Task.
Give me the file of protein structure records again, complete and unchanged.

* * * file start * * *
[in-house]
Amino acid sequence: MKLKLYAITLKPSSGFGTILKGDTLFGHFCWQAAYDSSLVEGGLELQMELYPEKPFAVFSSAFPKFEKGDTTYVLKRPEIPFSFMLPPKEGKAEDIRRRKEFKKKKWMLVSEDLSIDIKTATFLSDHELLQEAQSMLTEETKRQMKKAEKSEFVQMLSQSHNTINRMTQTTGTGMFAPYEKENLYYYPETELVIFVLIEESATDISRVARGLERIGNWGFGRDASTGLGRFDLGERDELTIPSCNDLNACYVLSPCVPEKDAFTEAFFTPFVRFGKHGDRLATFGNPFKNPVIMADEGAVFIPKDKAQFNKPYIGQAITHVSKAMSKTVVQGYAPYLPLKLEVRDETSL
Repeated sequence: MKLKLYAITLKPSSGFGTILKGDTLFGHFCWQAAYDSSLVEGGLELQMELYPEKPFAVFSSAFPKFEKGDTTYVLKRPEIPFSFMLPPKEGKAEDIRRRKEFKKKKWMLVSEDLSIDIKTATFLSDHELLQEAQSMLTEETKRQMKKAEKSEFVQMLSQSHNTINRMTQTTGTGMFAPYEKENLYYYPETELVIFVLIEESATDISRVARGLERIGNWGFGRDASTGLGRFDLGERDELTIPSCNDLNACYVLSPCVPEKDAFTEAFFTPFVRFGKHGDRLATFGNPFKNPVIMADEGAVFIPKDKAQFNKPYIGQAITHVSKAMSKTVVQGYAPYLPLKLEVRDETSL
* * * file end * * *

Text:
[in-house]
Amino acid sequence: MKLKLYAITLKPSSGFGTILKGDTLFGHFCWQAAYDSSLVEGGLELQMELYPEKPFAVFSSAFPKFEKGDTTYVLKRPEIPFSFMLPPKEGKAEDIRRRKEFKKKKWMLVSEDLSIDIKTATFLSDHELLQEAQSMLTEETKRQMKKAEKSEFVQMLSQSHNTINRMTQTTGTGMFAPYEKENLYYYPETELVIFVLIEESATDISRVARGLERIGNWGFGRDASTGLGRFDLGERDELTIPSCNDLNACYVLSPCVPEKDAFTEAFFTPFVRFGKHGDRLATFGNPFKNPVIMADEGAVFIPKDKAQFNKPYIGQAITHVSKAMSKTVVQGYAPYLPLKLEVRDETSL
Repeated sequence: MKLKLYAITLKPSSGFGTILKGDTLFGHFCWQAAYDSSLVEGGLELQMELYPEKPFAVFSSAFPKFEKGDTTYVLKRPEIPFSFMLPPKEGKAEDIRRRKEFKKKKWMLVSEDLSIDIKTATFLSDHELLQEAQSMLTEETKRQMKKAEKSEFVQMLSQSHNTINRMTQTTGTGMFAPYEKENLYYYPETELVIFVLIEESATDISRVARGLERIGNWGFGRDASTGLGRFDLGERDELTIPSCNDLNACYVLSPCVPEKDAFTEAFFTPFVRFGKHGDRLATFGNPFKNPVIMADEGAVFIPKDKAQFNKPYIGQAITHVSKAMSKTVVQGYAPYLPLKLEVRDETSL